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Home Publications Blogs Beat the Press Protectionists Continue to Control U.S. Trade Policy: The Case of Foreign Physicians

Protectionists Continue to Control U.S. Trade Policy: The Case of Foreign Physicians

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Sunday, 11 August 2013 19:40

The NYT had an excellent piece on how a variety of arcane restrictions make it difficult for even well-trained foreign physicians to practice medicine in the United States. These restrictions are kept in place at the insistence of the doctors' lobbies since they allow them to sustain their high wages. This is a great example of how Washington is dominated by protectionists who are intent on using trade barriers to protect special interests even though it poses enormous costs on patients and the economy.

It is worth noting that one of the issues raised in the piece, the potential drain of educated workers from the developing world, could be easily remedied. Since doctors must be licensed to practice, it would be a simple matter to impose a modest tax on the income of foreign trained physicians (e.g. 10 percent). This tax could then be repatriated to the home country so that it could train two or three physicians for everyone that came to the United States. This one is so simple that even an economist could figure it out. In this way, the sending country would benefit as well from the decision of their doctors to immigrate to the United States.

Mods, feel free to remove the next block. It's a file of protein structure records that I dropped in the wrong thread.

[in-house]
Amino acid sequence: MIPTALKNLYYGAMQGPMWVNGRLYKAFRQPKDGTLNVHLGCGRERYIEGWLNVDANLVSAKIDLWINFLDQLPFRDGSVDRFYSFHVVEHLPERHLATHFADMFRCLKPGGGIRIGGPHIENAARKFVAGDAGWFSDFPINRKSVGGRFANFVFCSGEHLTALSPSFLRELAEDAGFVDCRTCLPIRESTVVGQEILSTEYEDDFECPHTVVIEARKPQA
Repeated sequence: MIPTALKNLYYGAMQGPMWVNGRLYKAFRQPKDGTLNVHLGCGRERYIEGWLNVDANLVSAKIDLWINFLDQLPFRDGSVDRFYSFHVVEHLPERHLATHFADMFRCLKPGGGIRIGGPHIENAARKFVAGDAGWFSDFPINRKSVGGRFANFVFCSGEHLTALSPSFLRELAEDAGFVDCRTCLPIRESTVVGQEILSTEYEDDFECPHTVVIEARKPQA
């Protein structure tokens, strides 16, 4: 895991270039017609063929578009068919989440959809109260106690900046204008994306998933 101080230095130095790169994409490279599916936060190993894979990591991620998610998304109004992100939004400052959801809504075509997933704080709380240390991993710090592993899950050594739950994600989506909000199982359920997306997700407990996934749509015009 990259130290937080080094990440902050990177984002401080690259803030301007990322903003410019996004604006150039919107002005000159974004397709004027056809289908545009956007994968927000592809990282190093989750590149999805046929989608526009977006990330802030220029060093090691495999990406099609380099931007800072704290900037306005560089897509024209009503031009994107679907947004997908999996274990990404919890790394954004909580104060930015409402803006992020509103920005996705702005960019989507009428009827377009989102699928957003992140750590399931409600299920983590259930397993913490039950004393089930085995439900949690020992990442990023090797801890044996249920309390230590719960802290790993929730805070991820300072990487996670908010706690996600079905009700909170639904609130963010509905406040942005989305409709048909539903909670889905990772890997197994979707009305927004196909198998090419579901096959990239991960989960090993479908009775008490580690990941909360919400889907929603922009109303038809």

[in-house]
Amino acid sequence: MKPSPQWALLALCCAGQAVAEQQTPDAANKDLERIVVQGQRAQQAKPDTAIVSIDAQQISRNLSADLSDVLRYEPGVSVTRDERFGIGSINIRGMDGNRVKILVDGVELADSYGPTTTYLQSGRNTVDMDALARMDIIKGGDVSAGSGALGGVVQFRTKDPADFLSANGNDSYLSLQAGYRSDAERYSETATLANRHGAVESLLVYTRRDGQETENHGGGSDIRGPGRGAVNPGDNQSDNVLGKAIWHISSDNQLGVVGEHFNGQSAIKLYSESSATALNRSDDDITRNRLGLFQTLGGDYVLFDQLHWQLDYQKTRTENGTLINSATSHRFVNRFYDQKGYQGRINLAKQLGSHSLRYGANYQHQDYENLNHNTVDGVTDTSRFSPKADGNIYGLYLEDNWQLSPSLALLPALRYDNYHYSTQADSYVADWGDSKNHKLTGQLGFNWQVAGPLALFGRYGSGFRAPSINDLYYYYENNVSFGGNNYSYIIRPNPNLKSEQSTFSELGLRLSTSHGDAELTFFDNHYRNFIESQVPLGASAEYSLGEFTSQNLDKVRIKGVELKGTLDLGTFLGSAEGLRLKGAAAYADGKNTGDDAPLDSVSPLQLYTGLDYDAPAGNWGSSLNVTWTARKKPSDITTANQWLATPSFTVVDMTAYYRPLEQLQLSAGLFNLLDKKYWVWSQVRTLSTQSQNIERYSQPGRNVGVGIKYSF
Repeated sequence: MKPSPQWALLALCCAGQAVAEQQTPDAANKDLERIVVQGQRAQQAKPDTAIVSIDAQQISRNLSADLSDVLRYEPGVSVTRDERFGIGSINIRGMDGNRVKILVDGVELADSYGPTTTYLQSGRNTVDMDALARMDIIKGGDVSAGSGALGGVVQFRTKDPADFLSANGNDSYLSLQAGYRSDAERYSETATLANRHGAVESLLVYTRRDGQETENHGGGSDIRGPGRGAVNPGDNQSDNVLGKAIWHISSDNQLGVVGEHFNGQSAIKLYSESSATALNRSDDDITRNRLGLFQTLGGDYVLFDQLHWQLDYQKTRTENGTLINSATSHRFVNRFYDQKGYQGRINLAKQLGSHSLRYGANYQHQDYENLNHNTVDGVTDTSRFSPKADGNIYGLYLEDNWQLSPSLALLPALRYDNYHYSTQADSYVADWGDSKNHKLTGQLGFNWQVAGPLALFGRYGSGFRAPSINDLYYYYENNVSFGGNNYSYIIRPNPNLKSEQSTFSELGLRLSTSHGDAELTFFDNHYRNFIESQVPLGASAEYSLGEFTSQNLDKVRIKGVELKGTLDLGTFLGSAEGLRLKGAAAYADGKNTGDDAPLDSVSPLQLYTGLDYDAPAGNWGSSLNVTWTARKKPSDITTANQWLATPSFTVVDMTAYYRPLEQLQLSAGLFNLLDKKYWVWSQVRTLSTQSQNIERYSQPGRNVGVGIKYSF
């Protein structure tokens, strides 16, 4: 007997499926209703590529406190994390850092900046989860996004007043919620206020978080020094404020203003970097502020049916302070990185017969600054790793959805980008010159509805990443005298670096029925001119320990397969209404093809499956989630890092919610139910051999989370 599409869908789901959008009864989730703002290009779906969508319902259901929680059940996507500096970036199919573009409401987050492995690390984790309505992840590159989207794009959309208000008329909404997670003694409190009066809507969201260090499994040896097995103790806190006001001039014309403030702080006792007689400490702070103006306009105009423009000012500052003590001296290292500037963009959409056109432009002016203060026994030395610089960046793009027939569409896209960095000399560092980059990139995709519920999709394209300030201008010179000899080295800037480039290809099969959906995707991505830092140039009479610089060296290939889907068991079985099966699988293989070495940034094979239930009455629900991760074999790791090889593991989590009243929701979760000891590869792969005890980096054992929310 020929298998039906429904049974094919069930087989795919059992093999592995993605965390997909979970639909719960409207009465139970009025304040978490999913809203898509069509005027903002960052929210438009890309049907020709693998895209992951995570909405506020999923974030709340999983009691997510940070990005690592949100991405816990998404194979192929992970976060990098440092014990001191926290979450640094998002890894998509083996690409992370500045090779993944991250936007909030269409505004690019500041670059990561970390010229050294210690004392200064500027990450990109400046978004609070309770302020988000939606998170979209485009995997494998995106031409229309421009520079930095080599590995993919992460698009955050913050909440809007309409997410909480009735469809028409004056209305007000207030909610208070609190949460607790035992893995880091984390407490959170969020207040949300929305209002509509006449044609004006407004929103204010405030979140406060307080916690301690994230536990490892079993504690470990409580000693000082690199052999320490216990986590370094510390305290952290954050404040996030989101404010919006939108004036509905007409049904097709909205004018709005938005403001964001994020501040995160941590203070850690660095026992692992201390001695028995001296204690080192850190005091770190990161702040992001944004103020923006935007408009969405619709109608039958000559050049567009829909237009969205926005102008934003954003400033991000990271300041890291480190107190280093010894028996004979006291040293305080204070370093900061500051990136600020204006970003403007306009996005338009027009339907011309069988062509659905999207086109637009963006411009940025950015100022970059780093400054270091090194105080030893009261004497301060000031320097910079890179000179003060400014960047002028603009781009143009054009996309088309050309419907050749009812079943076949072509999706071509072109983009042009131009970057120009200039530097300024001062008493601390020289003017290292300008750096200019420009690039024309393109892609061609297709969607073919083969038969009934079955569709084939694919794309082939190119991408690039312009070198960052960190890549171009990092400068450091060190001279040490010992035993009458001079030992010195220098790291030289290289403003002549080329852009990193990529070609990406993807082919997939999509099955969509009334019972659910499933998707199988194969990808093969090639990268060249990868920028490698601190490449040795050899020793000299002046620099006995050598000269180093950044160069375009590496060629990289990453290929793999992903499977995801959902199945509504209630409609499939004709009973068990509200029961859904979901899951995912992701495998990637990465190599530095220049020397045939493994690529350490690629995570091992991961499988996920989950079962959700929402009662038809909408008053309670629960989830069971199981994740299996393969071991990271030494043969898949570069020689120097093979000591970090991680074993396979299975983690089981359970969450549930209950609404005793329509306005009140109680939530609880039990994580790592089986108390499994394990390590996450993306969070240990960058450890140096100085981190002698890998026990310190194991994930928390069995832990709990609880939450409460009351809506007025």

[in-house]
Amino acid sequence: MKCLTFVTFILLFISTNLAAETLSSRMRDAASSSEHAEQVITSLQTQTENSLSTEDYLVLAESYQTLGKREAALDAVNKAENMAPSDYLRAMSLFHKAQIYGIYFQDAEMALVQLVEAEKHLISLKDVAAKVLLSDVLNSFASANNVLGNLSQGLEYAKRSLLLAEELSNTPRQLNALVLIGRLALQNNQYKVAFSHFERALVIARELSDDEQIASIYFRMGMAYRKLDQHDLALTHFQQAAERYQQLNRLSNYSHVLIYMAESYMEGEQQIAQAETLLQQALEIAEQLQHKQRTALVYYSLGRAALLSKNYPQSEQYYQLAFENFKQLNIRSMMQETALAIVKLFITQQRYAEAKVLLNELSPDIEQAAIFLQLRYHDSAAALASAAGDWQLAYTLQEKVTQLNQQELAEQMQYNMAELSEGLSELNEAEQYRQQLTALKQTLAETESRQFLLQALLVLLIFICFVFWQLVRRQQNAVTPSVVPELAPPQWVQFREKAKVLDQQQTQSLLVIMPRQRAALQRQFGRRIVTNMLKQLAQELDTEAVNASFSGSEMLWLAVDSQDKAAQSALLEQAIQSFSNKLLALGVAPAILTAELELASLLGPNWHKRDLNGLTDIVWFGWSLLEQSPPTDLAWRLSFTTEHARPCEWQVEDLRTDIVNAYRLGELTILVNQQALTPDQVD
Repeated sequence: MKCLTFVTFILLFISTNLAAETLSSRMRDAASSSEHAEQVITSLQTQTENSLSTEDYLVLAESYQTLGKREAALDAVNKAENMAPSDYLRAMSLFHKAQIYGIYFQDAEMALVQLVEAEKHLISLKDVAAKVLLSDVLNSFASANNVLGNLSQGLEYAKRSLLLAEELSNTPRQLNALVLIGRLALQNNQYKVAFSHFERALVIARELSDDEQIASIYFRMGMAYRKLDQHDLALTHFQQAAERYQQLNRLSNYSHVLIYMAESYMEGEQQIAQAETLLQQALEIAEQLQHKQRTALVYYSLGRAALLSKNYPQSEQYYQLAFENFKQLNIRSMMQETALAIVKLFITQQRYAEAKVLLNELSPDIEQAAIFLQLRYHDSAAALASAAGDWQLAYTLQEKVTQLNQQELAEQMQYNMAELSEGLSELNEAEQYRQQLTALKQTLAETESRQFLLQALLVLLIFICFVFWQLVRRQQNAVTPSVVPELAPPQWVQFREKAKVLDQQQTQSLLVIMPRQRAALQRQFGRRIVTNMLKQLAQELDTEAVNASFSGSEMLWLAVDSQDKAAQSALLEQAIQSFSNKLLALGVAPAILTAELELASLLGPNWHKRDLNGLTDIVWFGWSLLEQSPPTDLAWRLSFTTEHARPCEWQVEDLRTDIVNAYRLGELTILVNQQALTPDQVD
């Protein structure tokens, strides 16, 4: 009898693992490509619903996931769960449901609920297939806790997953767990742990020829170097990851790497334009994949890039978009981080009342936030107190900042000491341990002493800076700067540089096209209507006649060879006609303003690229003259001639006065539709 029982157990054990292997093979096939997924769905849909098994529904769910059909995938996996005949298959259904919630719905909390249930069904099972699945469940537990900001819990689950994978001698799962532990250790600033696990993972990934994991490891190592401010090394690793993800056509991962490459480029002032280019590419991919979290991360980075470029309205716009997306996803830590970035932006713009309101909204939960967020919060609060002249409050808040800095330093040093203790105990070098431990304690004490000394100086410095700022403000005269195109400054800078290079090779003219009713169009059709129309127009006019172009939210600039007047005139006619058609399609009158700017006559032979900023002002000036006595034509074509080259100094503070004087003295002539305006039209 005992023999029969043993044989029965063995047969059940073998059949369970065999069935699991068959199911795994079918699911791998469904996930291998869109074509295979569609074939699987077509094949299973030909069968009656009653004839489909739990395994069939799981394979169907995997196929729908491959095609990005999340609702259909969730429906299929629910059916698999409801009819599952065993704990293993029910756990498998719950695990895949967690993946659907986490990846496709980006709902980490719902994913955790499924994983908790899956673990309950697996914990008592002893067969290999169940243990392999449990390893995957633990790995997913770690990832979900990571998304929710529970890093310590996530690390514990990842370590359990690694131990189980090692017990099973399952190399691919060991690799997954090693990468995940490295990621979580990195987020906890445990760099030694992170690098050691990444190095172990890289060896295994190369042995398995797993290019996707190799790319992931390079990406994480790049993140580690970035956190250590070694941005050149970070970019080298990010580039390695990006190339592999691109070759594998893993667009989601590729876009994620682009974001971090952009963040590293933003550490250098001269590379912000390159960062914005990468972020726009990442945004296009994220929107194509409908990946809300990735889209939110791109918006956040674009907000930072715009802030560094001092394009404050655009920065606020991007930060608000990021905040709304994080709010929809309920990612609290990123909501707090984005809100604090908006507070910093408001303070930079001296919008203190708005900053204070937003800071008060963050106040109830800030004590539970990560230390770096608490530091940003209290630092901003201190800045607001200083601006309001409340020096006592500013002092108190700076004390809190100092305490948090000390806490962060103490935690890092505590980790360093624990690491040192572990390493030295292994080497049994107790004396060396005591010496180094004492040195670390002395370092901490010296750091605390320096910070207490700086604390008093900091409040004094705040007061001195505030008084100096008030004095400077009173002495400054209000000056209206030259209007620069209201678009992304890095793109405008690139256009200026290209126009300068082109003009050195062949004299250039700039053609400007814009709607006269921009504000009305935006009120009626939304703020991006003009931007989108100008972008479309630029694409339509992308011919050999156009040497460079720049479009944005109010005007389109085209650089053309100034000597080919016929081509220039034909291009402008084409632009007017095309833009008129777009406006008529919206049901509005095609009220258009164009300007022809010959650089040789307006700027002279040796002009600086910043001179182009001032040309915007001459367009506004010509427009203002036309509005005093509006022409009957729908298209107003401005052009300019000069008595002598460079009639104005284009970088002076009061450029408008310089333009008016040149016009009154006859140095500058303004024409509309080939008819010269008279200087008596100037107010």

Comments (7)Add Comment
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written by Marcus, August 11, 2013 10:02
The objection to more foreign-trained doctors, that they would leave their home countries with fewer doctors, seems legitimate. However, if these docs are attracted by the outlandish pay here for specialists (a function of our extreme protectionism within the specialist professions), and if more competition undermines this high pay, doesn't the high pay cease to be the main draw at some point?
The pay differences for doctors work just like pay differences for farm workers
written by Dean, August 11, 2013 10:12
Marcus,

sure, if enough doctors from other countries come to the United States to cut the pay here by 75-80 percent then it may stop being an attractive destination for foreign doctors, but that would be very far in the future.
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written by urban legend, August 11, 2013 10:22
Isn't the proposal to eliminate non-tariff barriers against foreign doctors biting off our noses to spite our faces? Instead of encouraging across-the-board income free-falls, how about figuring out how to do comparable protections for other workers? If doctors make less, that creates an interest group determined to make sure everyone else suffers just as much.
Denial of Safe American Health Care Unmatched Anywhere in the World
written by Last Mover, August 11, 2013 10:40
The involved testing process and often duplicative training these doctors must go through are intended to make sure they meet this country’s high quality standards, which American medical industry groups say are unmatched elsewhere in the world.